I have a pt. who is taking more than one anti-depressant. At one point, she was so depressed she could barely come to the office to ask for more help. I think if she could have arranged for tube feedings, she would have just laid in bed for the rest of her life.
Depression is a crazy thing. You can have just gotten married, have a good job, be generally healthy, have some friends – like my patient – but still be totally depressed. You’d think that all this stuff would protect a person from major depression, but it doesn’t. The best definition I’ve ever heard about depression is “socially-acceptable rage”. Depression is often angst about the way things are. It’s about perception of what is. It is a habitual analysis of reality that regularly leads to unhappy conclusions. You can have a lot of cool things in life and still think about life in dark themes.
One of the bright spots in depression treatment is…depression treatment. Didn’t use to have much for the problem at all except shocking the hapless patient’s brain (shock therapy is still used, actually, but rarely). Often it is said that medicine created the “magic bullet” when antibiotics were invented but haven’t thought up something as brilliant since then. In truth, antidepression meds are are the magic bullets of our time. They really have changed lives…arguably as well as cardiac catheterization or colonoscopies or CT scans. Just one little pill, and life gets better.
There are side-effects, most notably, antidepressants mess with sexual function. I even saw one guy who had to have a penile amputation because he had antidepressant-caused priapism (constant erection) and he didn’t get treatment for it for too long. The irony of this – the guy was trying to be happier in life, mind you – is hard to miss. But aside for these horror stories, antidepressants are pretty great.
Another problem for some people, is how antidepressants affect the “sleep center” of the brain. This is different from the short-lived insomnia that most people have when just starting out on anti-depression meds. When we sleep, we need to essentially phase through a number of different stages. Each stage should happen more than once. Sleep physiologists identify each stage by noting the different shapes of brain waves that show up on an EEG machine. Often, for some reason we don’t understand, people on antidepressants don’t create “delta” waves when they sleep. So, they go to bed tired, sleep for 10 hours, and wake up wondering how long until they can go back to sleep. They fall asleep on their way to work, in the morning after a solid night’s sleep.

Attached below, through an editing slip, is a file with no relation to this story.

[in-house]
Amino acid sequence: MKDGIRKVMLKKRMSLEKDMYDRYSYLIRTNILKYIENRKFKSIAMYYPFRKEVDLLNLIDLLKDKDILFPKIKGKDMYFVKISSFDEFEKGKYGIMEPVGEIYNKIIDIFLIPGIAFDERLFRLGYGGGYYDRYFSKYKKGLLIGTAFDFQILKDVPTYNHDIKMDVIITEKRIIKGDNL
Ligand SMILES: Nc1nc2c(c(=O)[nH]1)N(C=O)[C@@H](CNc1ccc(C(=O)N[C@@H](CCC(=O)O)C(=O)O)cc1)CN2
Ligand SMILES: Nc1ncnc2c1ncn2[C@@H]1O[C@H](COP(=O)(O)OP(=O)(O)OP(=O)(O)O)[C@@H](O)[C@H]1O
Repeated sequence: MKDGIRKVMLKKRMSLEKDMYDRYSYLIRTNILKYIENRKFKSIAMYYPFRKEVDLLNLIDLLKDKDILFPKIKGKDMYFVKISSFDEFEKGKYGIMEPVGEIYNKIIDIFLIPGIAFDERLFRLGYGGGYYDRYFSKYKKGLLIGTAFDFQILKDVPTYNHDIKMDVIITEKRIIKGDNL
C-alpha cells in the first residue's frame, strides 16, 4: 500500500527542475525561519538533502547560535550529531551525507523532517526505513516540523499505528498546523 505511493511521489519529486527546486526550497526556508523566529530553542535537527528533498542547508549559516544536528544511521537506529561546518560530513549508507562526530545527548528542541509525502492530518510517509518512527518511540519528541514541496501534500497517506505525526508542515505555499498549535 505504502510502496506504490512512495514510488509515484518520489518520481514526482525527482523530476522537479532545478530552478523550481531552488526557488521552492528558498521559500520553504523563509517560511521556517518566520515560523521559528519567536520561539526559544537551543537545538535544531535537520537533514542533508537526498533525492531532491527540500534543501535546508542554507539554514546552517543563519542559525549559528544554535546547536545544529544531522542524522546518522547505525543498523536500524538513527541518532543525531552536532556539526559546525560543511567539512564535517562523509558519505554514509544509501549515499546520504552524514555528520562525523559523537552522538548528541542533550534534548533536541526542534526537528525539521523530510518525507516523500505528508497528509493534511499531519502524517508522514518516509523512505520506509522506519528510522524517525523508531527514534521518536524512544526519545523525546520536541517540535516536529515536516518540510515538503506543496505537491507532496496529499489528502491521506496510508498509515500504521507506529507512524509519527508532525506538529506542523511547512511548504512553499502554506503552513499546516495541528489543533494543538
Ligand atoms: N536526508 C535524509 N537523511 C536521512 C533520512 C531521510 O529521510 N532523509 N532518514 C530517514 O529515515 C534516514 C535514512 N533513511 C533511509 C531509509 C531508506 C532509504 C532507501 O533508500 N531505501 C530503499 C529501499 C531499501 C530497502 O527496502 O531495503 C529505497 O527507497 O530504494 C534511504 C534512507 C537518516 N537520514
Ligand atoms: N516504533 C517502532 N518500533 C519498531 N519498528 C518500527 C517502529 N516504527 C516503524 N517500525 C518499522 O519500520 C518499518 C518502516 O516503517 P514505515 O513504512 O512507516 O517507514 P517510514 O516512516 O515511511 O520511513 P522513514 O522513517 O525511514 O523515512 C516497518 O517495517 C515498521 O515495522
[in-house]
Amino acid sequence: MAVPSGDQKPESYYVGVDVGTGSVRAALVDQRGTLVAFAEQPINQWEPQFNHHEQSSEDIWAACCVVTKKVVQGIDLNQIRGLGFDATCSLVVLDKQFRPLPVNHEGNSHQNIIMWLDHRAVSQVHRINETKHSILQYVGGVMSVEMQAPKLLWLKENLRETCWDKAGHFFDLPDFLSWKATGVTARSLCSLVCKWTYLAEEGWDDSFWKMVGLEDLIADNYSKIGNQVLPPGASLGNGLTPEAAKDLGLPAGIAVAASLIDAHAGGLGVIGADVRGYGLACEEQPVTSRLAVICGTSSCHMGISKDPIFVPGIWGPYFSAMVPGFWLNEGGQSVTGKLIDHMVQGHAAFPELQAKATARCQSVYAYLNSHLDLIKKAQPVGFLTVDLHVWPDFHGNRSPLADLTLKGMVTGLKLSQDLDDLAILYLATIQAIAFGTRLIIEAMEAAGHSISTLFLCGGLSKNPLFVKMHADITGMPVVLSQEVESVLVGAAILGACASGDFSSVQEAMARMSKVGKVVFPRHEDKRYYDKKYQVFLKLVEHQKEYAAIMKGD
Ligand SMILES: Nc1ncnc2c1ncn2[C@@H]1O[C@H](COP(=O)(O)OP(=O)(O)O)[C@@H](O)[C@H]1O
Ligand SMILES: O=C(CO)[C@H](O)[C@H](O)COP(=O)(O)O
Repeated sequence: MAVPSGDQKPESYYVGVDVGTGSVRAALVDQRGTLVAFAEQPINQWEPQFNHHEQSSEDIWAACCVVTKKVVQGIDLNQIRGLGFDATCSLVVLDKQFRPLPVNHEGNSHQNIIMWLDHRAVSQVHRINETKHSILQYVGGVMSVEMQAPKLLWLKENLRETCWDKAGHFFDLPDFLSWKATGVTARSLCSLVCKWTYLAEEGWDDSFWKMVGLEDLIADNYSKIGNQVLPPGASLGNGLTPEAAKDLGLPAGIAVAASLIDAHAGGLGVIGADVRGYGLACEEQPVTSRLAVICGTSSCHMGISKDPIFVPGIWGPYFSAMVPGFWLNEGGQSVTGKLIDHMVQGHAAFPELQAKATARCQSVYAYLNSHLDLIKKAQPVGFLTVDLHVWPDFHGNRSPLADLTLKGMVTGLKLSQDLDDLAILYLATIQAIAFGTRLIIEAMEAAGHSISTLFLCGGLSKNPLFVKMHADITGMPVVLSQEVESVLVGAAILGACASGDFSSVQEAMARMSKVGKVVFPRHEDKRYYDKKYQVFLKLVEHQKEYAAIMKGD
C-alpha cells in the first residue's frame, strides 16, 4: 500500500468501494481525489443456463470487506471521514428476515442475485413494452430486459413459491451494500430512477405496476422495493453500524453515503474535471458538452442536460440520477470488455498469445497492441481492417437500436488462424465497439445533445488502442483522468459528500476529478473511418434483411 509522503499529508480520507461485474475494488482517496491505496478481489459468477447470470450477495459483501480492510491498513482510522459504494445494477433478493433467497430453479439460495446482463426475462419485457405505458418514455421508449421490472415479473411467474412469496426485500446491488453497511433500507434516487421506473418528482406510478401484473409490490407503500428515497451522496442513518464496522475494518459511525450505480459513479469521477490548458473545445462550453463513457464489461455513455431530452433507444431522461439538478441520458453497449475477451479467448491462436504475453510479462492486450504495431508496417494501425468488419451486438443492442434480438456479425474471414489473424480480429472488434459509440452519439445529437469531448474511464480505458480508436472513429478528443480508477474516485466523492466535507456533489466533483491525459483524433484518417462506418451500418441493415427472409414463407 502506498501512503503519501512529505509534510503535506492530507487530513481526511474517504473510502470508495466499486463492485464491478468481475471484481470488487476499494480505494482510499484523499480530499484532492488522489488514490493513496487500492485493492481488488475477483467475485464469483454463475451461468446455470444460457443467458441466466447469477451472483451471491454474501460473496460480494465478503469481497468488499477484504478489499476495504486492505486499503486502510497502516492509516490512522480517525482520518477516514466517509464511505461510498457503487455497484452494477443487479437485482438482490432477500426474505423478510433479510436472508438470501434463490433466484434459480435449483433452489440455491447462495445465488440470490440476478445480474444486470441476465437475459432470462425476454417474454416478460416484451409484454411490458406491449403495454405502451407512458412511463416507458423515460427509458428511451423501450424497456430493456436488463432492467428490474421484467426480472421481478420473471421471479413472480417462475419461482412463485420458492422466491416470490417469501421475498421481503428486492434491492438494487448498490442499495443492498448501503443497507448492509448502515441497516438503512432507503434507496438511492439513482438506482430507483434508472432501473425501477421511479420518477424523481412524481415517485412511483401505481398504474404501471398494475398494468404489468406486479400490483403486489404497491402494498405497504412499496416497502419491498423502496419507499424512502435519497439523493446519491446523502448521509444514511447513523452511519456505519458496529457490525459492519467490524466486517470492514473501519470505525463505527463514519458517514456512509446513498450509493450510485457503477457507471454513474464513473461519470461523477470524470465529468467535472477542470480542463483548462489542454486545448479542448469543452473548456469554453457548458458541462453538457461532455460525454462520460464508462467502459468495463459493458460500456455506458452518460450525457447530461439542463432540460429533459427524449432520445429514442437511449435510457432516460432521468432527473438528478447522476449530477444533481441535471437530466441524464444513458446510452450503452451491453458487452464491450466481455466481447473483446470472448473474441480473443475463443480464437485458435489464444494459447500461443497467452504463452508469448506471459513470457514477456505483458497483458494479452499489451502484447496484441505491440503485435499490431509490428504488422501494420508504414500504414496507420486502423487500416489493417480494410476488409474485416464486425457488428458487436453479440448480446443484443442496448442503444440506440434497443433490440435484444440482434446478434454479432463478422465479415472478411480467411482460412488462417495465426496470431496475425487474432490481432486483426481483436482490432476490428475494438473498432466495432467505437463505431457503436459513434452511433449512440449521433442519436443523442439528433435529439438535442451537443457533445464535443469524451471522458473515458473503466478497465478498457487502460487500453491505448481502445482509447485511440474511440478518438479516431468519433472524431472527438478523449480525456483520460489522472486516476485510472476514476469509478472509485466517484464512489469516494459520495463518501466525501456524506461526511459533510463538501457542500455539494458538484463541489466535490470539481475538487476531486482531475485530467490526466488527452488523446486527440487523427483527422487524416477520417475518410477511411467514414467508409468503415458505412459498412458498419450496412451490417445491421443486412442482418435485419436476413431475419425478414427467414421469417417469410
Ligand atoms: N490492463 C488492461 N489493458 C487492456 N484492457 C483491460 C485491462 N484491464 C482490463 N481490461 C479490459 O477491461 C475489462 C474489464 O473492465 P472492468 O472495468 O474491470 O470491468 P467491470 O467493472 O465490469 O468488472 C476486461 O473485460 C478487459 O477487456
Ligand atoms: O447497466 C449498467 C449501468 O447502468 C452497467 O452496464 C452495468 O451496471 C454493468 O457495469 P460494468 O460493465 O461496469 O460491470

I remember reading lots of Greek myths as a child, and one of the most vexing was the story of Sisyphus. He was this guy who was punished by Le Gods for being a punk (and he was a punk, so don’t feel sorry for him). Ol’ Sis was condemned to roll a huge boulder up a steep mountain, only to see it roll back down to the bottom every time he was just about to the top (note picture above: guy with HUGE thighs holding uncomfortable-sized boulder). Being a myth from The Odyessy, of couse he was condemned to do this for ALL ETERNITY. No breaks. No lunch. No smoking. No benefits, vacation, vision or dental.
Often, trying to sleep while on antidepressants is a little like life might be for Sisyphus. You get all this sleep, but you never get rest. Day after day, you sleep for 8-10, maybe 12 hours, and wake up feeling like you haven’t slept in months. Strangely, you don’t feel depressed at all. Things are good. The world is relatively beautiful…if you could just see it through your drooping eyelids.
There IS an answer. No, not colloidal minerals (apologies to the lady who left the commercial disguised as a comment on one of these posts – yur blocked). Not blue-green algae. Well, maybe that stuff works. But in the M.D. world, we have a fix too…yet another antidepressant! But it’s an older class that we don’t use to treat depression anymore. Called the tricyclics, one of the main reasons we quit using them is because, would you believe, they made people so daaang tired. Why? Well, they seem to have a strong effect of the sleep center of the brain, and seem to cause delta wave formation in many of those same brains.
So, my patient is experiementing with these right now. She gave me permission to talk about her here. I don’t know if 3cyclics will help her or not. She may have the “Sisyphean” Task of finding a way to sleep and not be depressed. But I’m hoping she will soon come larking back into my office wondering why I don’t do triathlons and opera like she does these days. My reply, assuredly, will be that I’m just too tired.